Weekly Results Round-Up: Project Health, Grid Alternative, NYC Coalition Against Hunger, and SF Education Fund
For many low income families prescription drugs and antibiotics are not enough alleviate an illness or keep them healthy. Founded in 1996 at the Boston Medical Center Pediatrics Department, Project Health works to fix this problem. The non-profit allows doctors to “prescribe” food, fuel assistance, housing, and other resources to patients who need them to maintain a healthy lifestyle. Over a five month period last year, Project Health’s help desks secured housing for 205 families, child-care and after-school programs for 154 clients, and access to food for 135 clients. By providing staples like these, they help low-income families and individuals become and remain healthy.
Grid Alternative works to help communities in need by supplying them with clean and renewable energy sources. Since its start in 2001, the nonprofit has worked to provide solar electricity and energy efficiency to low-income families. They identify specific needs and provide solutions that are environmentally, socially, and economically sustainable. Since 2004, they have installed 487 solar electric systems for low-income families throughout California. These systems have reduced each families electric bill by 75%, which means a total of over $9.9 million in energy generated over the systems’ estimated life spans. The systems will also prevent about 39,975 tons of greenhouse gas emissions over the next 30 years.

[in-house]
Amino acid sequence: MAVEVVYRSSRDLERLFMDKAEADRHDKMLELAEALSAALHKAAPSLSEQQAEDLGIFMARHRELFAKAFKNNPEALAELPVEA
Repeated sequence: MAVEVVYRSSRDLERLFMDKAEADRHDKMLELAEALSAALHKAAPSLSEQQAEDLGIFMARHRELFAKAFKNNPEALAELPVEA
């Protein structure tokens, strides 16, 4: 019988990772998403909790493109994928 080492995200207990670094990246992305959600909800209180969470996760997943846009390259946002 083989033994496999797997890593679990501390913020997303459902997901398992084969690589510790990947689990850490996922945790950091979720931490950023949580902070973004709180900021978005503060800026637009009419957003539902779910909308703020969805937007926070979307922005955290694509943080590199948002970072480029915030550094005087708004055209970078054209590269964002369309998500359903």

Hunger is a major problem throughout America, but it is particularly visible in major cities, such as New York City. To combat this epidemic, the New York City Coalition Against Hunger works to meet the immediate food needs of low-income New Yorkers, and come up with innovative solutions to help them move past soup-kitchens to self-sufficiency. The non-profit represents the more than 1,200 nonprofit soup kitchens and food pantries in New York City. Recently, the group has helped 30 agencies increase their food stamps outreach, leading to a 104,167-person increase in Food Stamp Program participation in the last year.
The San Francisco Education Fund focuses on improving the success rate of students in their public schools. They take a multifaceted approach to the problem that makes use of teachers, volunteers, students, and strategic partnerships in order to make a difference. The non-profit has been able to place more than 1,900 volunteers in San Francisco’s public schools, engage 757 students to serve 19,000 of their peers through the Peer Resources program, and award 19 grants to teachers to increase student outcomes in literacy and math and increase teacher retention, quality, and leadership.